in Old Testament Library

by James L. Mays

4 Rank Score: 4.36 from 4 reviews, 0 featured collections, and 2 user libraries
Pages 208
Publisher Westminster Press
Published 1/1/1969
ISBN-13 9780664221553


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Mays is stronger on theology than Wolff, but stays in the bounds of Hosea without making connections to the New Testament. A moderately critical work. [Full Review]
James Mays's OTL (1969) was the scholarly standard before Wolff's Hermeneia, and many people think of Mays as more insightful, but much has happened in Hosea scholarship since Mays wrote this book. As with Wolff, Mays has several important commentaries on other minor prophets. His Interpretation commentary on Psalms is one of the best in that series, and his concern with speaking to the pastor as much as to the scholar shows through in this commentary too. Mays considers much of the book to be later material added to Hosea's prophecies by other people. He's a little more theologically-focused than Macintosh's Hermeneia or Andersen-Freedman's Anchor Bible, but this is primarily restricted to the theology just of Hosea without much connection to a more wide-ranging biblical theology. He isn't as strong on other common features of a commentary, e.g. philology or text criticism. [Full Review]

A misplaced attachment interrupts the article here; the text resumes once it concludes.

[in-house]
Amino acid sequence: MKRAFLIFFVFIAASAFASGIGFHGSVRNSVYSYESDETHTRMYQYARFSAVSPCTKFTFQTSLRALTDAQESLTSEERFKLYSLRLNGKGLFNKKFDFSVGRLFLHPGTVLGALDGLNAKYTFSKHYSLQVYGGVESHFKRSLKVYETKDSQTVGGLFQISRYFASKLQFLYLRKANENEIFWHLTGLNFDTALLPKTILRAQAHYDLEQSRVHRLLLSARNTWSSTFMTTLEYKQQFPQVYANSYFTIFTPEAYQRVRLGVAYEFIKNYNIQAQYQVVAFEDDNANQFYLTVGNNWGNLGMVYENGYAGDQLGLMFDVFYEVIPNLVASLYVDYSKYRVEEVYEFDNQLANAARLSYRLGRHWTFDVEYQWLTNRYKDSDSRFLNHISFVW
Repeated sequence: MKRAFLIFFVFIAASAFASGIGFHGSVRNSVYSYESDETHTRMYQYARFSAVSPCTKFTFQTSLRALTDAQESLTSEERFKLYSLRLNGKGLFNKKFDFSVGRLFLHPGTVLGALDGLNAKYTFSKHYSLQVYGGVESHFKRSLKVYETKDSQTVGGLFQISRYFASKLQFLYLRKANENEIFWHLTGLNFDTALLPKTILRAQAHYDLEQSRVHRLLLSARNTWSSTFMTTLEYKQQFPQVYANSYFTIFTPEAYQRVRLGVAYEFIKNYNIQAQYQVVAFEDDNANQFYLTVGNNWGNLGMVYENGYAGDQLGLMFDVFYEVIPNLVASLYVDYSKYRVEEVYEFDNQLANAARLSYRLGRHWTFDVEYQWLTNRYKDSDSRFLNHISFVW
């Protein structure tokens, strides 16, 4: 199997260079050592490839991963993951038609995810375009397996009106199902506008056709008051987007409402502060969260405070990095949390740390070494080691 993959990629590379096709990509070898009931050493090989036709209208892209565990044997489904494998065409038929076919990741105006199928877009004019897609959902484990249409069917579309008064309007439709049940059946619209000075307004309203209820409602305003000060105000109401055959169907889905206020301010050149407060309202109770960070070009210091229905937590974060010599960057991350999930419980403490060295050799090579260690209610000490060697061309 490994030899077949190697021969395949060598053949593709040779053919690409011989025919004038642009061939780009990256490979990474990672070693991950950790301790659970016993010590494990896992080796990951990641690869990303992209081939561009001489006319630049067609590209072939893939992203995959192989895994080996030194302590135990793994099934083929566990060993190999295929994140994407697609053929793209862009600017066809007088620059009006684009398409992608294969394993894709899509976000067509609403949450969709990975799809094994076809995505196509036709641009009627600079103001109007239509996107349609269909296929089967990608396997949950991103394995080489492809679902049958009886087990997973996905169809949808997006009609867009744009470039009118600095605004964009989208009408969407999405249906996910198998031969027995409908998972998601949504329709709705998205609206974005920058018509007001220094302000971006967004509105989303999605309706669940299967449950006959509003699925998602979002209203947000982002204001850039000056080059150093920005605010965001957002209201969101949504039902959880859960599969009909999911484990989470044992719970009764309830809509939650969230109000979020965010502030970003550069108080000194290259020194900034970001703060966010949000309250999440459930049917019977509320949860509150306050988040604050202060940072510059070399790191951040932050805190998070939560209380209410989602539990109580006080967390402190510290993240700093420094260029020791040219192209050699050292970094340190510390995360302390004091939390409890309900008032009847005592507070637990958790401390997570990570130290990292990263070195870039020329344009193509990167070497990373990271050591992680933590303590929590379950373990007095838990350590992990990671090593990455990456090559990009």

A concise and well-written commentary from the form critical perspective. [Full Review]